Once the data route from the input to the output has been established, the applications need to be integrated. The company can decide between classical EAI and ETL solutions (Enterprise Application Integration/ Extract, Transform, Load) or opt for a more flexible SOA (Service-Oriented Architecture). A SOA enables data and process sources to be mapped easily, even on heterogeneous systems, since the SOA deploys IT services as a kind of encapsulated intermediate layer that can be used for the IT-based BSC. Furthermore, key elements of a SOA, such as a sophisticated privilege rules, enable data for the BSC to be merged in a Business Intelligence tool. The SOA architecture also enables companies to react flexibly to process changes and interactions in the application landscape and to implement a BSC efficiently, consistently, and cost-effectively.
Keeping an eye on the service provider
The introduction of a BSC poses a considerable challenge for a company’s IT. Conversely, the instrument enables the company to ascertain whether its IT is actually actively supporting business processes. For example, companies can use a BSC to measure the success of change management processes or ascertain how IT costs are allocated per user and what factors influence them. Suitable specifications for developing indicators can be found in the frameworks of the IT Infrastructure Library (ITIL) or IT Service Management (ITSM) from HP. The process models – for instance for service support and service delivery – of ITIL and ITSM which is based upon it, ensure that IT can optimally support business processes in the individual company areas.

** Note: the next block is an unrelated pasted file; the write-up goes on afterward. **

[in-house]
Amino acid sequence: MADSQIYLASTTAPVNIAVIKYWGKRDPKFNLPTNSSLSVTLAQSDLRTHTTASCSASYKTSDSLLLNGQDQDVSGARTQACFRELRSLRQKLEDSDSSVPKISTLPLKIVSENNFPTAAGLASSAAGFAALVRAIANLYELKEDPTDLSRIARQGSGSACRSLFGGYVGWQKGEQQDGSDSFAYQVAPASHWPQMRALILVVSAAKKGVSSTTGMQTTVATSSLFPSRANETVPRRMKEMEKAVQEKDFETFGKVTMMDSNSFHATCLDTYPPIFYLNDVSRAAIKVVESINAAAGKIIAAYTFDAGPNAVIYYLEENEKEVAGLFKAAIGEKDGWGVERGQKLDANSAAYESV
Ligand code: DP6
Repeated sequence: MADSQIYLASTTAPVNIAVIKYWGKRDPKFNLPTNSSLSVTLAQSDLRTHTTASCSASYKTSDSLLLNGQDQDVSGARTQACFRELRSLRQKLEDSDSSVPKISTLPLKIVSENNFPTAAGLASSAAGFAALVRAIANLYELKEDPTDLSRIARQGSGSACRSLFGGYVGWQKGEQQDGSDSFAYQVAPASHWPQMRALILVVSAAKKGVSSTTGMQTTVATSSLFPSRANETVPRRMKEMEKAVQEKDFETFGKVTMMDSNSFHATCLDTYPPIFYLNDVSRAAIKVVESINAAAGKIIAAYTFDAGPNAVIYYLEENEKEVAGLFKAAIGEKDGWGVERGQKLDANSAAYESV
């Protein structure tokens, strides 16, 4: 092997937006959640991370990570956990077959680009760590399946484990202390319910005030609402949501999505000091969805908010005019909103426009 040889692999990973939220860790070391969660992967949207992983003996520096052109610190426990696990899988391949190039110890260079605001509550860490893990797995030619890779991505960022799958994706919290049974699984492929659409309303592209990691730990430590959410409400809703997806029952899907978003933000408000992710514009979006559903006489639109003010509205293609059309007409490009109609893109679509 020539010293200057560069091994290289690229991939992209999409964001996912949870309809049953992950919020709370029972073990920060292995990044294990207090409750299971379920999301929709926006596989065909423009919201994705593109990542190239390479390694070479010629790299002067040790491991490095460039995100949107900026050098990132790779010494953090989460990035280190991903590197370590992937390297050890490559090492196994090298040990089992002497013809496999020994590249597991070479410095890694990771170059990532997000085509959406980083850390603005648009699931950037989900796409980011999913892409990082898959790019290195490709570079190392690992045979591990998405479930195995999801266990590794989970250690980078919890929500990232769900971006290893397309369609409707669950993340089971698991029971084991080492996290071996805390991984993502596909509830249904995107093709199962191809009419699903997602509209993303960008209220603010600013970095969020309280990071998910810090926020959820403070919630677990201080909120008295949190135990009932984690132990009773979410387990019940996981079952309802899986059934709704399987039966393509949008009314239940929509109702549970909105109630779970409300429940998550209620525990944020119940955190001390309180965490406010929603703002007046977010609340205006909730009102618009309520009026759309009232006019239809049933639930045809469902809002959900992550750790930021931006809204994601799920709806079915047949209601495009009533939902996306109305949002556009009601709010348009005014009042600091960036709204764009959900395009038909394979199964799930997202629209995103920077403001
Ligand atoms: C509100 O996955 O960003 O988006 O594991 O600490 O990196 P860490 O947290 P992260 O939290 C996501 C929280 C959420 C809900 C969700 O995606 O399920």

A BSC is also useful if a company outsources its IT to external service providers and wants to evaluate the quality of the services it buys in. Manufacturing companies are forerunners when it comes to outsourcing. According to a current study by Pierre Audoin Consultants (PAC), over ten percent of manufacturing companies outsource their IT and associated services. By way of comparison, this figure is around five percent in the financial and retail sectors.
In order to measure the quality of outsourced IT services, the quadrants of the BSC can be divided up as follows: The “Operations” quadrant provides information about the number of error messages that occur over a specific period or how quickly the service provider responds to them. The “Costs” quadrant displays how expensive the IT services are per user. The “People” quadrant shows how satisfied employees are with the external IT services. The fourth quadrant can be used for specific strategic projects as required, such as the implementation of a new CRM application.
Managers can use both quantitative and qualitative factors to determine valid indicators. System response times or downtimes are typical examples of quantitative factors. Qualitative factors, such as users’ satisfaction with a particular service, are more difficult to measure. Such information is gleaned from regular surveys of the employees. A further aspect in this context is the focus on the most important indicators that refer for instance to maintaining existing service-level agreements (SLAs). In this case the BSC is an ideal tool for monitoring the outsourcing service provider.